• The US jobs market continues to slow down after the Nonfarm Payrolls report for April. This, along with the last two Initial Jobless Claims reports, suggests the labor market is cooling, helping the Fed to curb inflation.
  • Investors have become optimistic that the Fed may cut rates this year after US inflation data showed the downtrend is resuming, while Retail Sales remained unchanged.
  • Richmond Fed President Thomas Barkin stated that inflation is coming down, but that it will “take more time” to hit the Fed’s target.

Technical analysis: Mexican Peso climbs sharply as USD/MXN falls below 2023 low

The USD/MXN downtrend continues even though buyers pushed the exchange rate past close to the 50-day Simple Moving Average (SMA) near 16.77. Momentum favors Mexican Peso holders as the Relative Strength Index (RSI) remains in bearish territory, aiming downwards.

If USD/MXN extends its losses beneath the psychological 16.50 figure, that could open the door to test the current year-to-date low of 16.25.

Conversely, if buyers reclaim the 50-day SMA at 16.78, it could exacerbate a rally toward the 100-day SMA at 16.92. Once cleared, the next supply zone would be the 17.00 psychological level. In that event, the next stop would be the 200-day SMA at 17.17.

Mexican Peso FAQs

The Mexican Peso (MXN) is the most traded currency among its Latin American peers. Its value is broadly determined by the performance of the Mexican economy, the country’s central bank’s policy, the amount of foreign investment in the country and even the levels of remittances sent by Mexicans who live abroad, particularly in the United States. Geopolitical trends can also move MXN: for example, the process of nearshoring – or the decision by some firms to relocate manufacturing capacity and supply chains closer to their home countries – is also seen as a catalyst for the Mexican currency as the country is considered a key manufacturing hub in the American continent. Another catalyst for MXN is Oil prices as Mexico is a key exporter of the commodity.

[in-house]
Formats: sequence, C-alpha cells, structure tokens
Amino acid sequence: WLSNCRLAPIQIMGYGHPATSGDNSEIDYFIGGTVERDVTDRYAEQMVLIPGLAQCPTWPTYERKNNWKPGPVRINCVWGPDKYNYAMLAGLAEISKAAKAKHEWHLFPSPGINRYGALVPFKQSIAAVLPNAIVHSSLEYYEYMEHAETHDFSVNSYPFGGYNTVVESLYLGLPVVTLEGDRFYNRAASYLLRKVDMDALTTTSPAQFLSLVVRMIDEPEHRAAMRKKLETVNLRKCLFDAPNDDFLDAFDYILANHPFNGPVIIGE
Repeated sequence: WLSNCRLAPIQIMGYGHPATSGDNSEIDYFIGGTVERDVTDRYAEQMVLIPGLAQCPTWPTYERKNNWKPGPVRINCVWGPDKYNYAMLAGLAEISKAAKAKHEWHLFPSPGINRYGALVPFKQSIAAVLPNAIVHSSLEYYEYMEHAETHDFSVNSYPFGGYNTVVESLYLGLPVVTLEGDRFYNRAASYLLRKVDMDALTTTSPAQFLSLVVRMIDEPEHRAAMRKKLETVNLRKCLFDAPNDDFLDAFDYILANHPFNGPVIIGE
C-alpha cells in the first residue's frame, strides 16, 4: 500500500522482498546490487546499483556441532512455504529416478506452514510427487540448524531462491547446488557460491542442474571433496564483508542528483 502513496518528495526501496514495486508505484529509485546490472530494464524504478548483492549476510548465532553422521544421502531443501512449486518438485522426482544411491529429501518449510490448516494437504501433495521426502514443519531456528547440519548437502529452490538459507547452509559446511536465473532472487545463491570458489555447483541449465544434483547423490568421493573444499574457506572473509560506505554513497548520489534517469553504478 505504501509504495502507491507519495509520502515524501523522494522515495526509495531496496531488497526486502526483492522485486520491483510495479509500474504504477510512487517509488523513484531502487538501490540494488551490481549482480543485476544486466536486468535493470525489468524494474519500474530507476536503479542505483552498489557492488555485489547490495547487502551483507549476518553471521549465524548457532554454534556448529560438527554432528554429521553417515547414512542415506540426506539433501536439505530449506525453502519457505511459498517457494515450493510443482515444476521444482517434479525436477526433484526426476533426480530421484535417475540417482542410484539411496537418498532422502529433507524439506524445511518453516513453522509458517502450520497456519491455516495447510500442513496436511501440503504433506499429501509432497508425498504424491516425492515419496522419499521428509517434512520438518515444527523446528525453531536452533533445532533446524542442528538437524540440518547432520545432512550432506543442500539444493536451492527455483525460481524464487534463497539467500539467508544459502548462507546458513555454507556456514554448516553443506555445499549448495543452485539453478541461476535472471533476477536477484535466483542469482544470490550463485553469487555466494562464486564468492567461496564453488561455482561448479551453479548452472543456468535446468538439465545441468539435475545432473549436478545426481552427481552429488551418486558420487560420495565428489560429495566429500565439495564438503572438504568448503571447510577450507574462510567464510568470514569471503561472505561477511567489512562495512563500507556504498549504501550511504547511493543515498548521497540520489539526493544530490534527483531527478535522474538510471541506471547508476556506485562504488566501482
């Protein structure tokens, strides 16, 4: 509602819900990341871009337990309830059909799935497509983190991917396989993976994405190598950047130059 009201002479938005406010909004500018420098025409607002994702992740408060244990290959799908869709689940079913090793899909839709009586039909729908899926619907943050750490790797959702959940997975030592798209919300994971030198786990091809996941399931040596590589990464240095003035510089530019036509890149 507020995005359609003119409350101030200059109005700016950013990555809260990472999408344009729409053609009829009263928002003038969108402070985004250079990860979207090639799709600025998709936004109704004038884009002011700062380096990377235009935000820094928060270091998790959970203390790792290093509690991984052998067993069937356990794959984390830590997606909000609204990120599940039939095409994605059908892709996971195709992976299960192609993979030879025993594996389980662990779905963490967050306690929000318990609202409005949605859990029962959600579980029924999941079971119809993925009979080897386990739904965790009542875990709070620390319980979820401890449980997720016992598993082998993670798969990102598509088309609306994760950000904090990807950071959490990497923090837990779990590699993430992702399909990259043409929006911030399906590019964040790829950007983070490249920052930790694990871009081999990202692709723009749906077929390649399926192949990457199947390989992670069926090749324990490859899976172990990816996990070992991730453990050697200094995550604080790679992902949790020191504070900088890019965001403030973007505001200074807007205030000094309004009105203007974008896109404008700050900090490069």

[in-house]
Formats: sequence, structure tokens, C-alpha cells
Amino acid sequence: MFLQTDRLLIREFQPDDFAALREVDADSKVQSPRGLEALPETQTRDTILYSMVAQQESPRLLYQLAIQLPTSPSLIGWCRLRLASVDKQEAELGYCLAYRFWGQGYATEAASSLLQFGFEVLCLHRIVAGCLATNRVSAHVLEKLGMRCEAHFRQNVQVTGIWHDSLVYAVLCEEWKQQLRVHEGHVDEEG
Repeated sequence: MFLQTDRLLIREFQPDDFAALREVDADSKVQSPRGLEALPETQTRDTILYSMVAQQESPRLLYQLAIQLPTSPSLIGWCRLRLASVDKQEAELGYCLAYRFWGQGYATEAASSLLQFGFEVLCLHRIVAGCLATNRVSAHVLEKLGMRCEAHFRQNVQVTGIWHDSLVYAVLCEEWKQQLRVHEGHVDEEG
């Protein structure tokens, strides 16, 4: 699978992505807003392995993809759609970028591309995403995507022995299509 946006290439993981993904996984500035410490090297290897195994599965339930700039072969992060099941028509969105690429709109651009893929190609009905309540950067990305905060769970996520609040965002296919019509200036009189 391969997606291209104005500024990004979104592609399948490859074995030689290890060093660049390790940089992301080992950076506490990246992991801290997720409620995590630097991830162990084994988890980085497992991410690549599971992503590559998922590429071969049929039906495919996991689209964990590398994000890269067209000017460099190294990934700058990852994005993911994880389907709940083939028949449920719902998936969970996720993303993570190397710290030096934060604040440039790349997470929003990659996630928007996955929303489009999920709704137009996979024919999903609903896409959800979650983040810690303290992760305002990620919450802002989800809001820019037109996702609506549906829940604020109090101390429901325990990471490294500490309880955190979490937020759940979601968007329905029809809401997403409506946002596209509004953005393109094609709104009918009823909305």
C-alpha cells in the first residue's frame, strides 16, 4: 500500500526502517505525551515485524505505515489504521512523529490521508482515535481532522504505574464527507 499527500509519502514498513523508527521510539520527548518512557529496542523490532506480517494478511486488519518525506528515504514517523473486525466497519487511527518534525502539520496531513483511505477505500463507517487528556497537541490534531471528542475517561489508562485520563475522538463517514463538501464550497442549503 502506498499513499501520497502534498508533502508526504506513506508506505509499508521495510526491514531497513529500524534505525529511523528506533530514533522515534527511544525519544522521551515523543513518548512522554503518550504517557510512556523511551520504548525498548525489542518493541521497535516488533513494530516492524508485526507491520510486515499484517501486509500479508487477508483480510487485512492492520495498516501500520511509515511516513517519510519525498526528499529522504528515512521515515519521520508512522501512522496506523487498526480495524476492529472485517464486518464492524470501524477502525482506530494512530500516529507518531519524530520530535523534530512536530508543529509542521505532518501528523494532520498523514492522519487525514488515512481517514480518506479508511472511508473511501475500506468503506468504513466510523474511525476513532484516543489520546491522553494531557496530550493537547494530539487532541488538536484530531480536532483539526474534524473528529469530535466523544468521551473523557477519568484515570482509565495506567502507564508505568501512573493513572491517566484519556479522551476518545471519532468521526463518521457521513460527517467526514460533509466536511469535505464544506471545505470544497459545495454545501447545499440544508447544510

The main objective of Mexico’s central bank, also known as Banxico, is to maintain inflation at low and stable levels (at or close to its target of 3%, the midpoint in a tolerance band of between 2% and 4%). To this end, the bank sets an appropriate level of interest rates. When inflation is too high, Banxico will attempt to tame it by raising interest rates, making it more expensive for households and businesses to borrow money, thus cooling demand and the overall economy. Higher interest rates are generally positive for the Mexican Peso (MXN) as they lead to higher yields, making the country a more attractive place for investors. On the contrary, lower interest rates tend to weaken MXN.

Macroeconomic data releases are key to assess the state of the economy and can have an impact on the Mexican Peso (MXN) valuation. A strong Mexican economy, based on high economic growth, low unemployment and high confidence is good for MXN. Not only does it attract more foreign investment but it may encourage the Bank of Mexico (Banxico) to increase interest rates, particularly if this strength comes together with elevated inflation. However, if economic data is weak, MXN is likely to depreciate.

As an emerging-market currency, the Mexican Peso (MXN) tends to strive during risk-on periods, or when investors perceive that broader market risks are low and thus are eager to engage with investments that carry a higher risk. Conversely, MXN tends to weaken at times of market turbulence or economic uncertainty as investors tend to sell higher-risk assets and flee to the more-stable safe havens.